Photo courtesy of Chuuk Advisory Group on Education Reform
The Pacific is the last major world region to be discovered by humans. Although small in total land area, its numerous islands and archipelagoes with their startlingly diverse habitats and biotas, extend across a third of the globe. This revised edition of the popular text The Pacific Islands: Environment and Society, edited by Moshe Rapaport, explores the diverse landforms, climates, and ecosystems of the Pacific island region. Multiple chapters, written by leading specialists, cover the environment, history, culture, population, and economy. The work includes new or completely revised chapters on gender, music, logging, development, education, urbanization, health, ocean resources, and tourism. Throughout two key issues are addressed: the exceptional environmental challenges and the demographic/economic/political challenges facing the region. Although modern technology and media and waves of continental tourists are fast eroding island cultures, the continuing resilience of Pacific island populations is apparent.
May 2013 / ISBN 978-0-8248-3586-6 / $48.00 (PAPER)
Why are islanders so lavishly generous with food and material possessions but so guarded with information? Why do these people, unfailingly polite for the most part, laugh openly when others embarrass themselves? What does a smile mean to an islander? What might a sudden lapse into silence signify? These questions are common in encounters with an unfamiliar Pacific Island culture. Making Sense of Micronesia: The Logic of Pacific Island Culture, by Francis X. Hezel, S.J., is intended for westerners who find themselves in contact with Micronesians—as teachers, social workers, health-care providers, or simply as friends—and are puzzled by their island ways. It is for anyone struggling to make sense of cultural exchanges they don’t quite understand.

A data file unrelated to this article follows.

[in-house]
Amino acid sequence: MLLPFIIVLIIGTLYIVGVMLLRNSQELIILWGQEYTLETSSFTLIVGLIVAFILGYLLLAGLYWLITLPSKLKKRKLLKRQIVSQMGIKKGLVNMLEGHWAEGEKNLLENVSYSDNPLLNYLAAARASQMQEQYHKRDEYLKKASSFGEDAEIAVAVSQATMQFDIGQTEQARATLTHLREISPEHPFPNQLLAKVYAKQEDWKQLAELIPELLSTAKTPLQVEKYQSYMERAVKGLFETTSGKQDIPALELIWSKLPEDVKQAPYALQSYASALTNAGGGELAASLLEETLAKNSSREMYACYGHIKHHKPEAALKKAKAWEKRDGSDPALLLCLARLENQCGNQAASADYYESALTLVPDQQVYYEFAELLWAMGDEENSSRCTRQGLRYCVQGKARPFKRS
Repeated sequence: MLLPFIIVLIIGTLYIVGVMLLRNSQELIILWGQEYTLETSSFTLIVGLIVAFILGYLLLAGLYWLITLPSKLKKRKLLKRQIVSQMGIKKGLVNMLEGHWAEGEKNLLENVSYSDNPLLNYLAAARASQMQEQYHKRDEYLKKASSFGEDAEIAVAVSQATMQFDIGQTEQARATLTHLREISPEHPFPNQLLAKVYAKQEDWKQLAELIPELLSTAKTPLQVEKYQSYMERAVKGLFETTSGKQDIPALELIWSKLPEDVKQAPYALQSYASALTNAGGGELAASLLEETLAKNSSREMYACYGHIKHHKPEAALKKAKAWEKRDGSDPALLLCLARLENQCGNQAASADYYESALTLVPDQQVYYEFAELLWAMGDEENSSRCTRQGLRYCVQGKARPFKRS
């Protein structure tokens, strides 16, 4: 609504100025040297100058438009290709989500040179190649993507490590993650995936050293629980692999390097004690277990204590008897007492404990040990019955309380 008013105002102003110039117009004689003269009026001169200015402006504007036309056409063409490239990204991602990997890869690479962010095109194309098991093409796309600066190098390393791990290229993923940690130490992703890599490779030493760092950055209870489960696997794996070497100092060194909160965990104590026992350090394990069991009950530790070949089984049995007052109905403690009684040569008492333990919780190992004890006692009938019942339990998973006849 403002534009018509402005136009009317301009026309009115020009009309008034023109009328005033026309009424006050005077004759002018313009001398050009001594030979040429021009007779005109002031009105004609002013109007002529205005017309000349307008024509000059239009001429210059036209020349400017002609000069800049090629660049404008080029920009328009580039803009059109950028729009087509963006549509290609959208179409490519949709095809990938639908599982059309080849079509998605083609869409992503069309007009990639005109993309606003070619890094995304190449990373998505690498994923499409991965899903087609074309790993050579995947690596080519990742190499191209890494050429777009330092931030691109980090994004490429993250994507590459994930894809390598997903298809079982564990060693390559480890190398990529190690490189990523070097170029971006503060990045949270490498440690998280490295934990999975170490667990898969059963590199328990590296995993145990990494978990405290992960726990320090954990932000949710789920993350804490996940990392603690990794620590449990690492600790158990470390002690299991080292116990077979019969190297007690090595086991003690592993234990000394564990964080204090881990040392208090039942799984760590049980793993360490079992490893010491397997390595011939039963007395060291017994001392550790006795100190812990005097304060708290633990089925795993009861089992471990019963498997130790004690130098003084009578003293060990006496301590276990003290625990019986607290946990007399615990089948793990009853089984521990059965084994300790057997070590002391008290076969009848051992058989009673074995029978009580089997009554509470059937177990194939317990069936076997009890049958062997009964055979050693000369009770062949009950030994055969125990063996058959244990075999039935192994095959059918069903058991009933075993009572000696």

The author focuses on the guts of island culture: the importance of the social map, the tension between the individual and social identity, the ways in which wealth and knowledge are used, the huge importance of respect, emotional expression and its restraints, island ways of handling both conflict and intimacy, the real but indirect power of women. Far from a theoretical exposition, the book begins and ends with the real-life behavior of islanders. Each section of every chapter is introduced by a vignette that illustrates the theme discussed. The book attempts to explain island behavior, as curious as it may seem to outsiders at times, against the over-riding pattern of values and attitudes that have always guided island life.
April 2013 / ISBN 978-0-8248-3661-0 / $27.00 (CLOTH)
Cultures of Commemoration: The Politics of War, Memory, and History in the Mariana Islands, by Keith L Camacho, was recently awarded the Masayoshi Ohira Memorial Prize. The prize is awarded to works that contribute to the development of “the Pacific Basin Community Concept” and to regional studies of the Pacific Basin region. Cultures of Commemoration is part of the Pacific Islands Monograph Series (PIMS), published in association with the Center for Pacific Islands Studies, University of Hawai‘i.
Another PIMS title, The Pacific Theater: Island Representations of World War II, edited by Geoffrey M. White and Lamont Lindstrom, received the Masayoshi Ohira Memorial Prize in 1990.
Corruption is a popular topic in the Pacific Islands. Politicians are accused of it and campaign against it. Fiji’s coup leaders vowed to clean it up. Several countries have “leadership codes” designed to reduce corruption, and others have created specialized anti-corruption agencies. But what counts as corruption in the Pacific and what causes it? How much is really going on? How can we measure it? What types are present? Are gifts really bribes? Is “culture” an excuse for corruption? Is politics—in particular, democracy—intrinsically corrupt? In clear and concise language, Interpreting Corruption: Culture and Politics in the Pacific Islands, by Peter Larmour, attempts to answer these questions.